Secondhand tufted Victorian-style couch

I feel there’s no point adding text to this blog post because this couch is perfect.

The end.

Not wanting to miss out on an opportunity to preach about sourcing pieces secondhand for my One Room Challenge, I will continue!

I’ve been on the lookout for a statement couch on Kijiji for at least 8 weeks for our front room makeover. I wanted an over-the-top yet comfortable couch. I had a general idea of the perfect shaped couch in mind [as seen in my mock-up shared on Week One, and never did I think I’d actually get the exact shape I wanted!], but while I was looking, I was really flexible; something that’s vital when shopping secondhand. Here are the guidelines for what I was looking for in a couch:

  • Have an unusual shape, yet be comfortable enough to curl up and could read a book on
  • Ideally, be velvet
  • Have an element of drama [see: unusual shape]
  • The colour would ideally be cream / gray / pink or burgundy, but I was also open to possibly painting the couch or reupholstering it in the long run, so I wasn’t too narrowly focused on the colour or pattern
  • Be affordable [some people need their heads checked and a dose of reality. $2,000 for a 40+ year-old couch is not a good deal]
  • The couch actually be available / not be ghosted by the seller

A combination of all of the above makes for a bit of an arduous journey, BUT BE PATIENT. IT WILL PAY OFF IN THE END. Trust me. I’ve been buying secondhand for years now and you have to be patient. That’s why I started looking for a couch well ahead of the ORC beginning. It takes time, sometimes months, but that’s all part of the hunt and makes the final find that much sweeter.

I had this couch saved for a long time but it took me weeks to contact the seller because it was outside of our budget [and I didn’t want to come across as insulting by lowballing the price]. It was advertised at $600 and after a few messages we agreed on $400 for the couch. My budget was $300 [which in fairness, was a number I randomly chose], but this was definitely one of those situations where if I didn’t get this couch, it would haunt me forever, so I was flexible. And I’m so glad I was because LOOK AT MY GORGEOUS NEW VAMPIRIC COUCH.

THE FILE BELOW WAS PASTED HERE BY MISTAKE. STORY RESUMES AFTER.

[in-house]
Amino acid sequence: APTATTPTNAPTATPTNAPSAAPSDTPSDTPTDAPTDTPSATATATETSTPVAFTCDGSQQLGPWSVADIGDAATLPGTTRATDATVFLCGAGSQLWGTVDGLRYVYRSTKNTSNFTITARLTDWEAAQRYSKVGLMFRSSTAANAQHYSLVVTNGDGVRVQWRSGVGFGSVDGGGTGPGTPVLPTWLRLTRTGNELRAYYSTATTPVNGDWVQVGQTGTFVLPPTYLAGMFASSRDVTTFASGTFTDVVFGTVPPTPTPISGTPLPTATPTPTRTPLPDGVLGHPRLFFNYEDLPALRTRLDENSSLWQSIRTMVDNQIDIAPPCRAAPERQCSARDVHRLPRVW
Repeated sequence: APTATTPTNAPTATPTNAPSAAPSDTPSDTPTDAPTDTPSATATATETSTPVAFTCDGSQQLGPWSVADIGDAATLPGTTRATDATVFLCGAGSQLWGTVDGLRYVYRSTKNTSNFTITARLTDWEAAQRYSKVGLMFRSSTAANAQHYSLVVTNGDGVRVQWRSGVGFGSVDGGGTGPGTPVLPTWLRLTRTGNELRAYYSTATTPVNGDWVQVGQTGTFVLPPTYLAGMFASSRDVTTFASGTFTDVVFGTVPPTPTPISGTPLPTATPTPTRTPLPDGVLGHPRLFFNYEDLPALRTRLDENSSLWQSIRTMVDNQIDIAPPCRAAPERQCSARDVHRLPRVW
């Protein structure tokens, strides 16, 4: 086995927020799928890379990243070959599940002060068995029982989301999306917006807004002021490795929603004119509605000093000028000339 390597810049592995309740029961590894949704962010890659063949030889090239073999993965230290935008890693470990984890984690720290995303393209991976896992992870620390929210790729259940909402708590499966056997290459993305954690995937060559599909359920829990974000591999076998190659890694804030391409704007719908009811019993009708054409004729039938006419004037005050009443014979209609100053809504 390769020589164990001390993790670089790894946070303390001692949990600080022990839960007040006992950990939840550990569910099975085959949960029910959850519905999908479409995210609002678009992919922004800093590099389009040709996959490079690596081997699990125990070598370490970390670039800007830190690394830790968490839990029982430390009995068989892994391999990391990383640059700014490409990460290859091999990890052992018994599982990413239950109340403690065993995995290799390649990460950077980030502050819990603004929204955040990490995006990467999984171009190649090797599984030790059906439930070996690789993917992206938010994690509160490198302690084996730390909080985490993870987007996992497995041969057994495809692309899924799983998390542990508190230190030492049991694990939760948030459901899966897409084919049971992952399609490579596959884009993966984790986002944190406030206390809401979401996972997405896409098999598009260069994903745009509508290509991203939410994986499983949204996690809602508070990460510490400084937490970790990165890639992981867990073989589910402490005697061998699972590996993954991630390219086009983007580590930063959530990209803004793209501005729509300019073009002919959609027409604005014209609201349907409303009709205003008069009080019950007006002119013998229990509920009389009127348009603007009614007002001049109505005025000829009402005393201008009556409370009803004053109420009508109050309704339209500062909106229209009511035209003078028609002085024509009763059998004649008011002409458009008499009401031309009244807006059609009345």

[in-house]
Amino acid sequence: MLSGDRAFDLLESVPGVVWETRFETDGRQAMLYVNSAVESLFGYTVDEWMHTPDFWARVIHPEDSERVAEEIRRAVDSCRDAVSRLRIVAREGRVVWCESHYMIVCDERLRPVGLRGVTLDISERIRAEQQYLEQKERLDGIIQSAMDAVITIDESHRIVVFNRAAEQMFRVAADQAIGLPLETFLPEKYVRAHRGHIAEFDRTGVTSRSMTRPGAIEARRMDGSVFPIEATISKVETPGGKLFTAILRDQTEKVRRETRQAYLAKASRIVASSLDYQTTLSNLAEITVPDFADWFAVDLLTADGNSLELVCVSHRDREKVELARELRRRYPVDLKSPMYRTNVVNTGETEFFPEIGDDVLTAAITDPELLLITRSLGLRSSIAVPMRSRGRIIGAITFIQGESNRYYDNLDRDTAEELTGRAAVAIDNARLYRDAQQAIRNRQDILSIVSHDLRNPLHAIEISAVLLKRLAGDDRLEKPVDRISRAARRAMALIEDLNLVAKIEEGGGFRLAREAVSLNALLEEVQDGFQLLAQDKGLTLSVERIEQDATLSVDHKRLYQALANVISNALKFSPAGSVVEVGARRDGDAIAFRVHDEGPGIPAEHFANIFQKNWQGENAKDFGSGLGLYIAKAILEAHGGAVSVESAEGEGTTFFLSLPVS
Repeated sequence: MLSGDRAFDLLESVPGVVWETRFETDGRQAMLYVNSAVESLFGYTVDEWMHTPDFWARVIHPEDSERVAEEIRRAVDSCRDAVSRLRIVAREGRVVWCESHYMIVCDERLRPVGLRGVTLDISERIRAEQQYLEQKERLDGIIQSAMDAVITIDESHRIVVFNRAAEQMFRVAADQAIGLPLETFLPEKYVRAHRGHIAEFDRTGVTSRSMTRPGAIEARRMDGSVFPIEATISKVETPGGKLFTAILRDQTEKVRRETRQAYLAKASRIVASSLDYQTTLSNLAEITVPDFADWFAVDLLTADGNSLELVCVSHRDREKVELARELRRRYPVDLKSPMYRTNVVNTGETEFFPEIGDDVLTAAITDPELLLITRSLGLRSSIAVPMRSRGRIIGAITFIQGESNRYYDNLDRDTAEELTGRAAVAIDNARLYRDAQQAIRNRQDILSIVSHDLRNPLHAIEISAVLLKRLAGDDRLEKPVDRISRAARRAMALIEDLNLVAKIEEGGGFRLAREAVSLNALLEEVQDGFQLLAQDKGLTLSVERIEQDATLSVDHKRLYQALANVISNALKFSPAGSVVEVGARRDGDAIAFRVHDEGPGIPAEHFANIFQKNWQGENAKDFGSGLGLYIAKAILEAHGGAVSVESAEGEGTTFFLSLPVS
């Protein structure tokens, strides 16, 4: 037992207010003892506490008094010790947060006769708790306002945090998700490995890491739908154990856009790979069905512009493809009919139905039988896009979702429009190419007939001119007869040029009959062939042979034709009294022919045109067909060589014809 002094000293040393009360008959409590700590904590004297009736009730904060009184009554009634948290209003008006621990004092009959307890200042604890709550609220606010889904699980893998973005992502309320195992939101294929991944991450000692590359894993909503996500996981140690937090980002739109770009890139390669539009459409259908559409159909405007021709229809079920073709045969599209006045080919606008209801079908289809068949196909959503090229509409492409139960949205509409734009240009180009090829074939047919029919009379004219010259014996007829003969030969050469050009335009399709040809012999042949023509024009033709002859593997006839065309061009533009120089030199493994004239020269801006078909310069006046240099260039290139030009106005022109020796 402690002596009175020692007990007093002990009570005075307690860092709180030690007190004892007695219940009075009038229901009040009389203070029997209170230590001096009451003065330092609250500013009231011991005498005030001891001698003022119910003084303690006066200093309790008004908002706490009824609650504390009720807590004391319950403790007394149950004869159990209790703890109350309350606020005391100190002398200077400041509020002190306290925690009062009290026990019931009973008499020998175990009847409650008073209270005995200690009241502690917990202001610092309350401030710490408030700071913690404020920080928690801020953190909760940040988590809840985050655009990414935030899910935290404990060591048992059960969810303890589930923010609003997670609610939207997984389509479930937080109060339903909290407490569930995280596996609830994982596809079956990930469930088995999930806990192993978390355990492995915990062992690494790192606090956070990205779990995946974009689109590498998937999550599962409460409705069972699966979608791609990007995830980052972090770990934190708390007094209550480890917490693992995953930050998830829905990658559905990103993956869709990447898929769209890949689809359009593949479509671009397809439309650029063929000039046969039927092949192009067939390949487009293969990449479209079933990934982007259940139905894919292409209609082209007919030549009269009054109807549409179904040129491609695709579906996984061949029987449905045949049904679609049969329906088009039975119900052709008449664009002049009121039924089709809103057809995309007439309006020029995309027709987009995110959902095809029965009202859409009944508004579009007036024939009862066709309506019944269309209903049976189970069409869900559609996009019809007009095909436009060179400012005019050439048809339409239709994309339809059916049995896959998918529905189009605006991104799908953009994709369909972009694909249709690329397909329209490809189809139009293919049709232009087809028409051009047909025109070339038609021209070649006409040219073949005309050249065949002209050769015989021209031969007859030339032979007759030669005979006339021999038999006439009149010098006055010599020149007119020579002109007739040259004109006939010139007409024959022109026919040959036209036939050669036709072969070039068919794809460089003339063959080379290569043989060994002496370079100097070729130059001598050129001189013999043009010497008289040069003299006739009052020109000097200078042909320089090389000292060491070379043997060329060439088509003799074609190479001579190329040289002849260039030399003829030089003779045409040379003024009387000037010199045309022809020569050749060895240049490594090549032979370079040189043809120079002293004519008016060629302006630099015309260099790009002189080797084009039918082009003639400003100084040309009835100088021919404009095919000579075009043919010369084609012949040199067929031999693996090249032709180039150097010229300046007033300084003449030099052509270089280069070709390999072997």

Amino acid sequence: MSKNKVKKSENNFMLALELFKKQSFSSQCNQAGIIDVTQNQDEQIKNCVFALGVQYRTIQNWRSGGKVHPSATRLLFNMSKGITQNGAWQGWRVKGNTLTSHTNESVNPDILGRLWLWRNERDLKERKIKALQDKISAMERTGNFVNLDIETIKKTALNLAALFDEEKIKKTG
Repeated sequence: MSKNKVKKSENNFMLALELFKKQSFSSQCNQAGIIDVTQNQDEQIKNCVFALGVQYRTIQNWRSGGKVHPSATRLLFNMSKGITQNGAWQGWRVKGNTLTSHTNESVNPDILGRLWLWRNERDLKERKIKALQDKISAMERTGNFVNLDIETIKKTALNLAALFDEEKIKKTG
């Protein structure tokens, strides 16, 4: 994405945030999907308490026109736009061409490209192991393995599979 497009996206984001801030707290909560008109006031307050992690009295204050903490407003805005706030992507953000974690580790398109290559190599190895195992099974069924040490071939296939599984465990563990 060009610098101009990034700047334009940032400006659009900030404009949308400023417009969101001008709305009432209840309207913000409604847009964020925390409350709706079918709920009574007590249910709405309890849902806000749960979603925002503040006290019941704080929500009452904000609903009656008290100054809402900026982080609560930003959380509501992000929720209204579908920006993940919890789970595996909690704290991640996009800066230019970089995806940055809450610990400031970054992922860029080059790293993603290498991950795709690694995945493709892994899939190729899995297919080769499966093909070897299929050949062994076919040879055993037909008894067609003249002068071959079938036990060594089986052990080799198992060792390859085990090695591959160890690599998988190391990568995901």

Check out My Top Tips for Buying Secondhand Items Online blog post, which details the four techniques I use to win at secondhanding. One of these ‘techniques’ got $200 off the final price of our couch [though, it’s not really a technique so much as just being a human person]. Check it out!

Click through to four top tips for sourcing secondhand pieces online! #Secondhand #Thrifted

One Room Challenge Spring 2020 – Week Three!

I am 100% publishing this blog post on fumes. I spent 12 hours yesterday ripping out the last of the lath and plaster on all four walls of our front room, one piece of wood at a time, so apologies if this post is barely sentence.

Should I wait until a bit more time has passed and I’m not so emotionally dead inside as I’m still too raw from yesterday’s demotion to publish this week’s One Room Challenge post? Most definitely. But this is real life and renovation is r.o.u.g.h. sometimes.

I accomplished a lot this past week and I cannot wait to show you the insanity I went through. I look at the photos from last week and laugh at my innocence. It’s all ahead of you, young Alex. Soon the 100-year-old mouse droppings will rain down on you like some sort of twisted renovation version of Flashdance. Except with mouse excrement.

I began this week’s work by removing what turned out to be four layers of ceiling. At the bottom [meaning, closest to me] there were ceiling tiles [which I removed the week previous], then drywall, 100+ year-old plaster, and finally wooden lath at the base. Each had to be removed one layer at a time. This was a total time-suck. But eventually, everything was removed and revealed beautiful beams and the underside of the original wooden floors upstairs.

Once that was cleared, I tackled the lath and plaster on the walls. I was up against the clock with getting this portion done so I spent 12 hours yesterday ripping everything out. It was chaos and more of a mental hurdle than anything, but I got it done.

Above you can see the holes for the original furnace, which came up from the basement, through to the bedrooms and ran down the center of the house. I’m going to patch up the hole on the wall, but I think I’ll keep the original chimney in the ceiling as it’s quite neat.